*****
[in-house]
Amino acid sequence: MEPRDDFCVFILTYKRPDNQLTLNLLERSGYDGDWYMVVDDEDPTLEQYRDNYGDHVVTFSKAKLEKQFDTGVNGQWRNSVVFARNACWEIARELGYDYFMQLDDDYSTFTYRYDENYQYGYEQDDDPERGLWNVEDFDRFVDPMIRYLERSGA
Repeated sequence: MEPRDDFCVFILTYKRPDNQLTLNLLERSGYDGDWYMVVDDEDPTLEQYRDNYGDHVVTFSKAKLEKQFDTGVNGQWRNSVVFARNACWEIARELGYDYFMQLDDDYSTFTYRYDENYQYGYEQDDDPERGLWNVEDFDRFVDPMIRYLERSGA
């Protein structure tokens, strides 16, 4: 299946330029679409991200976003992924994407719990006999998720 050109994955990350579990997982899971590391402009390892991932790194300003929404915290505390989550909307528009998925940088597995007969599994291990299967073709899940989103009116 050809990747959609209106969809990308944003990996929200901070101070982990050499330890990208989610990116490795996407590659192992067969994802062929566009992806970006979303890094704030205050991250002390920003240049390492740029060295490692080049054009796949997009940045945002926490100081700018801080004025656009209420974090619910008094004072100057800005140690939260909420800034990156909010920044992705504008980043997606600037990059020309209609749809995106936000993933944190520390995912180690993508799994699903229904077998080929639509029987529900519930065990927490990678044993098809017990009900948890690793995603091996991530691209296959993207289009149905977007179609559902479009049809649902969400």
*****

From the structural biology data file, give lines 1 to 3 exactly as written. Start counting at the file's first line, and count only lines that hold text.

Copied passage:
[in-house]
Amino acid sequence: MEPRDDFCVFILTYKRPDNQLTLNLLERSGYDGDWYMVVDDEDPTLEQYRDNYGDHVVTFSKAKLEKQFDTGVNGQWRNSVVFARNACWEIARELGYDYFMQLDDDYSTFTYRYDENYQYGYEQDDDPERGLWNVEDFDRFVDPMIRYLERSGA
Repeated sequence: MEPRDDFCVFILTYKRPDNQLTLNLLERSGYDGDWYMVVDDEDPTLEQYRDNYGDHVVTFSKAKLEKQFDTGVNGQWRNSVVFARNACWEIARELGYDYFMQLDDDYSTFTYRYDENYQYGYEQDDDPERGLWNVEDFDRFVDPMIRYLERSGA